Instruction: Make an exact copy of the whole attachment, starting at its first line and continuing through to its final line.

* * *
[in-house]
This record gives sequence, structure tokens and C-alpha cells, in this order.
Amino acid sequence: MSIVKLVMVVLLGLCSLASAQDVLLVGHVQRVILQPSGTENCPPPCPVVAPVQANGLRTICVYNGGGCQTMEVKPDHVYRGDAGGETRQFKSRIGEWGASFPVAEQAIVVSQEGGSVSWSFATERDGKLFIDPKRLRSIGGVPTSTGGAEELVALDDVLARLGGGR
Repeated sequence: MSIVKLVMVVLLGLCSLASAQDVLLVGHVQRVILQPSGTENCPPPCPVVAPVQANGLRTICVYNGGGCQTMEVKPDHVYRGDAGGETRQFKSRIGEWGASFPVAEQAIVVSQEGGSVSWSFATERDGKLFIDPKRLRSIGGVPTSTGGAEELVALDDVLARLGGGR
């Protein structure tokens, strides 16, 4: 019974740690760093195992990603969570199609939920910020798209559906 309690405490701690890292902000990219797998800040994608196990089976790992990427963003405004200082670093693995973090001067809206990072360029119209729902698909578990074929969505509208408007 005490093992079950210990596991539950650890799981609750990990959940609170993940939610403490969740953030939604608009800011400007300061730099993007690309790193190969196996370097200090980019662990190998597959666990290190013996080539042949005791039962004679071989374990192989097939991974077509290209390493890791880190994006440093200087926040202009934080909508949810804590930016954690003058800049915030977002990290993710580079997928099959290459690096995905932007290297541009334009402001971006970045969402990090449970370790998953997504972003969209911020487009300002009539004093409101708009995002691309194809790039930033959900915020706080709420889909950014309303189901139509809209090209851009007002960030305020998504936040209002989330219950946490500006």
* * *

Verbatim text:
[in-house]
This record gives sequence, structure tokens and C-alpha cells, in this order.
Amino acid sequence: MSIVKLVMVVLLGLCSLASAQDVLLVGHVQRVILQPSGTENCPPPCPVVAPVQANGLRTICVYNGGGCQTMEVKPDHVYRGDAGGETRQFKSRIGEWGASFPVAEQAIVVSQEGGSVSWSFATERDGKLFIDPKRLRSIGGVPTSTGGAEELVALDDVLARLGGGR
Repeated sequence: MSIVKLVMVVLLGLCSLASAQDVLLVGHVQRVILQPSGTENCPPPCPVVAPVQANGLRTICVYNGGGCQTMEVKPDHVYRGDAGGETRQFKSRIGEWGASFPVAEQAIVVSQEGGSVSWSFATERDGKLFIDPKRLRSIGGVPTSTGGAEELVALDDVLARLGGGR
């Protein structure tokens, strides 16, 4: 019974740690760093195992990603969570199609939920910020798209559906 309690405490701690890292902000990219797998800040994608196990089976790992990427963003405004200082670093693995973090001067809206990072360029119209729902698909578990074929969505509208408007 005490093992079950210990596991539950650890799981609750990990959940609170993940939610403490969740953030939604608009800011400007300061730099993007690309790193190969196996370097200090980019662990190998597959666990290190013996080539042949005791039962004679071989374990192989097939991974077509290209390493890791880190994006440093200087926040202009934080909508949810804590930016954690003058800049915030977002990290993710580079997928099959290459690096995905932007290297541009334009402001971006970045969402990090449970370790998953997504972003969209911020487009300002009539004093409101708009995002691309194809790039930033959900915020706080709420889909950014309303189901139509809209090209851009007002960030305020998504936040209002989330219950946490500006």